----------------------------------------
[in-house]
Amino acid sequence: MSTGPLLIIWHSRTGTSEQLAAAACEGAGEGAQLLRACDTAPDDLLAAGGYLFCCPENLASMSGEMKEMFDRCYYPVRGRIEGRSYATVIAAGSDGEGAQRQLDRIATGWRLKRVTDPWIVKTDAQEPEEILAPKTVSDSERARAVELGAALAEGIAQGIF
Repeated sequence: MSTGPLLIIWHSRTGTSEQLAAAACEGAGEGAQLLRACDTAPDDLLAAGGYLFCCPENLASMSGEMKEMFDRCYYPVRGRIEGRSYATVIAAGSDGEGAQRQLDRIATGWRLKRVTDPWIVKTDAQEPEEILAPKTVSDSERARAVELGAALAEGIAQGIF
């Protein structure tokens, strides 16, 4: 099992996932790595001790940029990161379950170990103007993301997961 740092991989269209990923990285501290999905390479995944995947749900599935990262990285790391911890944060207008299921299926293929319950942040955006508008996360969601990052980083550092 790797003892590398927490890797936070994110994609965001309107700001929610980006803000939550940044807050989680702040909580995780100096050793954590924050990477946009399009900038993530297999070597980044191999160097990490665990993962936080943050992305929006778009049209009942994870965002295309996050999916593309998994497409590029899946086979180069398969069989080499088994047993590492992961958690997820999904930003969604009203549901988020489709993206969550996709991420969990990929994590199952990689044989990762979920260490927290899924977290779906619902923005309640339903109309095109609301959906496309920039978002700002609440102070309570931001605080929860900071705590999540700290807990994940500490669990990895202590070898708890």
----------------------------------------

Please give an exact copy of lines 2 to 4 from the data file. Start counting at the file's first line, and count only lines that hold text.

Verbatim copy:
Amino acid sequence: MSTGPLLIIWHSRTGTSEQLAAAACEGAGEGAQLLRACDTAPDDLLAAGGYLFCCPENLASMSGEMKEMFDRCYYPVRGRIEGRSYATVIAAGSDGEGAQRQLDRIATGWRLKRVTDPWIVKTDAQEPEEILAPKTVSDSERARAVELGAALAEGIAQGIF
Repeated sequence: MSTGPLLIIWHSRTGTSEQLAAAACEGAGEGAQLLRACDTAPDDLLAAGGYLFCCPENLASMSGEMKEMFDRCYYPVRGRIEGRSYATVIAAGSDGEGAQRQLDRIATGWRLKRVTDPWIVKTDAQEPEEILAPKTVSDSERARAVELGAALAEGIAQGIF
């Protein structure tokens, strides 16, 4: 099992996932790595001790940029990161379950170990103007993301997961 740092991989269209990923990285501290999905390479995944995947749900599935990262990285790391911890944060207008299921299926293929319950942040955006508008996360969601990052980083550092 790797003892590398927490890797936070994110994609965001309107700001929610980006803000939550940044807050989680702040909580995780100096050793954590924050990477946009399009900038993530297999070597980044191999160097990490665990993962936080943050992305929006778009049209009942994870965002295309996050999916593309998994497409590029899946086979180069398969069989080499088994047993590492992961958690997820999904930003969604009203549901988020489709993206969550996709991420969990990929994590199952990689044989990762979920260490927290899924977290779906619902923005309640339903109309095109609301959906496309920039978002700002609440102070309570931001605080929860900071705590999540700290807990994940500490669990990895202590070898708890």